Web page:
Coltrane's Sound is a jazz album by John Coltrane originally recorded in 1960, but released in June 1964 (according to Atlantic Records reissue liner notes). Because the tracks were put together and released four years after being recorded, the album was overshadowed by Coltrane's later, more experimental works that followed his so-called "Middle Period." Despite being underrated, Coltrane's Sound actually belongs to the same landmark series of recordings that produced the two more popular albums, My Favorite Things and Coltrane Plays the Blues. This collection thus stands on its own as a very significant and impressive album that features some of the best work by John Coltrane and his renowned quartet — McCoy Tyner (Piano), Elvin Jones (Drums) and Steve Davis (Bass) — on the Atlantic label. (That renowned quartet, while indeed renowned, should not be confused with the "Classic Quartet". The latter had Jimmy Garrison on bass rather than Steve Davis, along with Tyner and Jones.)
Most of the tracks are original Coltrane compositions (some based on melodies reworked from other songs), except for "The Night Has a Thousand Eyes" and "Body and Soul."
- "The Night Has a Thousand Eyes" (Jerry Brainin) – 6:42
- "Central Park West" (Coltrane) – 4:12
- "Liberia" (Coltrane) – 6:49
- "Body and Soul" (Johnny Green) – 5:35
- "Equinox" (Coltrane) – 8:33
- "Satellite" (Coltrane) – 5:49
CD bonus tracks:
- "26-2" (Coltrane) – 6:12
- "Body and Soul" (alternate take) – 5:57
- John Coltrane – Sax (Soprano), Sax (Tenor)
- Steve Davis – Bass
- Elvin Jones – Drums
- McCoy Tyner – Piano
- Tom Dowd – Engineer
- Nesuhi Ertegun – Producer, Supervisor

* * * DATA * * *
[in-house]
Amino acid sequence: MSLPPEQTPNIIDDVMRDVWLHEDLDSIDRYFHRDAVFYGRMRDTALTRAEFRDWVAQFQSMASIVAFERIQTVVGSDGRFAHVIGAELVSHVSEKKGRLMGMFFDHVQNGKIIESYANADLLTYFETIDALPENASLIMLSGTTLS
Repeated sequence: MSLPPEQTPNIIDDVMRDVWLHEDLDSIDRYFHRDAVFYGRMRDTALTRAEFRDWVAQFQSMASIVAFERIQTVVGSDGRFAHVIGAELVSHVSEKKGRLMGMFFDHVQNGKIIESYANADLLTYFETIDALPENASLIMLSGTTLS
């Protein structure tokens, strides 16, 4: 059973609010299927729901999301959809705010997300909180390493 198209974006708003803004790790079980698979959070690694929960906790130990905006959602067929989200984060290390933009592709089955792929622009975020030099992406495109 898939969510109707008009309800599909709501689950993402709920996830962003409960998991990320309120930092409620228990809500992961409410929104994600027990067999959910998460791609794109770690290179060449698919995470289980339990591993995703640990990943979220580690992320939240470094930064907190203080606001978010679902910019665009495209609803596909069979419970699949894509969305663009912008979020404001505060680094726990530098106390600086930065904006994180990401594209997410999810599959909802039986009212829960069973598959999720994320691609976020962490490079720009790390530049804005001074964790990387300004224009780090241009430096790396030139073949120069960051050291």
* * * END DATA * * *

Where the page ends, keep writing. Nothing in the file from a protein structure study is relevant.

- Ralph J. Gleason – Liner Notes
- Marvin Israel – Artwork, Cover Art
ByDOUGLAS PAYNE, Published: March 1, 1999link Something about John Coltrane's brief but prodigious Atlantic period (1959-61) reminds me of my hometown, Pittsburgh - even though none of these sessions were recorded there, nor were any of these brilliant musicians from the Steel town. There's something honest, soulful, down-home and deeply touching in this music. Always takes me back; makes me miss Pittsburgh too. Spin Coltrane's Sound and even non-jazz fans sense something. It's a warm, human sound that takes listeners somewhere they like to go.
Coltrane's Sound was released in 1966, six years after it was recorded, and during a period when listeners were beginning to embrace the soaring freedoms of Ascension. The eight post-bop songs here were recorded during the same two sessions (October 24 and 26, 1960) that produced some of My Favorite Things and most of the essential Coltrane Plays The Blues.
It was only pianist McCoy Tyner's third recording session with Coltrane - and drummer Elvin Jones's second occasion with sax legend. But both contribute exponentially to the success of Coltrane's conceptions. However, it's still the tenor sax which is most memorable throughout.
Coltrane's originals, "Liberia," "Satellite" and, most especially the disc's stand-out cuts, "Equinox" (featuring a marvelous solo from Tyner) and "Central Park West" (featuring Coltrane on soprano), are all worth hearing again and again. Coltrane also tears apart the standards "The Night Has A Thousand Eyes" and "Body and Soul" with an atypical fervor that invites even the most casual listener to stop and pay attention - and want to hear again.
This new Rhino issue matches the previous Atlantic CD release, which also added two worthwhile bonus cuts not originally available on the LP (Coltrane's "26-2" and a lively alternate take of "Body and Soul"). But the sound of the Rhino set is substantially improved and, course, the packaging on the new Rhino set is sumptuous: framing the music as it does as the art it truly is. Coltrane's Sound makes for essential, enjoyable jazz listening. It might make you think of home too..